John Ruskin, the Victorian art critic, never consummated his marriage, which was annulled after a few years. He said his wife was “not as other women”, physically, and one biographer has speculated that Ruskin was put off by the sight of his wife's pubic hair. Knowing the female nude only through art, he might never have seen such a thing, and might have thought it was an anomaly. His wife later remarried and had several children, so she must have been “as other women” in most respects.
The convention in most Western art, before the 20th Century, has been to present the female genitalia as a hairless mound of flesh without an orifice. (The ancient Greeks, who found the depiction of female genitalia shocking, usually presented them draped, rather than denatured.)
One major convention in modern fashion photography is to present half-clad women who are almost revealing, threatening to reveal, but not quite revealing their genitalia, or nipples.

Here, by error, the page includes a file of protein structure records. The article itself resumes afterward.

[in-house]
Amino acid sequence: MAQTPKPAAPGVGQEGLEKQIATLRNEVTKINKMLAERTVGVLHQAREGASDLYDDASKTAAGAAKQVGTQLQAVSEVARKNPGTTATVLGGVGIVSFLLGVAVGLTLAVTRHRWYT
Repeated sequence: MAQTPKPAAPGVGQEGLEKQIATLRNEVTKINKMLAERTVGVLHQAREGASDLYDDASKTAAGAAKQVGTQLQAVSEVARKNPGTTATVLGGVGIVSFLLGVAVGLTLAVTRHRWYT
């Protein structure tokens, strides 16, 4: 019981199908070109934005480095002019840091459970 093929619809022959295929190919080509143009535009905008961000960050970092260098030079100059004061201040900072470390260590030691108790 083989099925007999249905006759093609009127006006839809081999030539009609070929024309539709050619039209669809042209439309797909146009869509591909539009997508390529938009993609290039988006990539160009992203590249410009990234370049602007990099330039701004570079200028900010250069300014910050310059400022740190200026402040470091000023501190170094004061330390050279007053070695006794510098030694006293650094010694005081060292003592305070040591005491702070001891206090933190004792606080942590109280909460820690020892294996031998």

The photograph at the head of this post is from the notorious ad campaign for American Apparel, which made a splash by violating this convention. It shows pubic hair, and other American Apparel ads have shown nipples.
I myself find this explicitness refreshing. There's tease involved — the ads don't show everything — but they don't fetishize the naughty bits. Indeed, they celebrate them. They also show women as whole beings, rather than as custodians of desirable but forbidden body parts.
Most fashion photography uses sex to sell clothes. To me, the American Apparel ads use clothes to sell sex, which is often the real point of clothes, and seems a far healthier approach.
Rescuing the female body from commercialization and commodification is one of the great tasks that lies before our civilization. The American Apparel ads can't be said to contribute much to this task, but perhaps it can be said that they're a modest step in the right direction.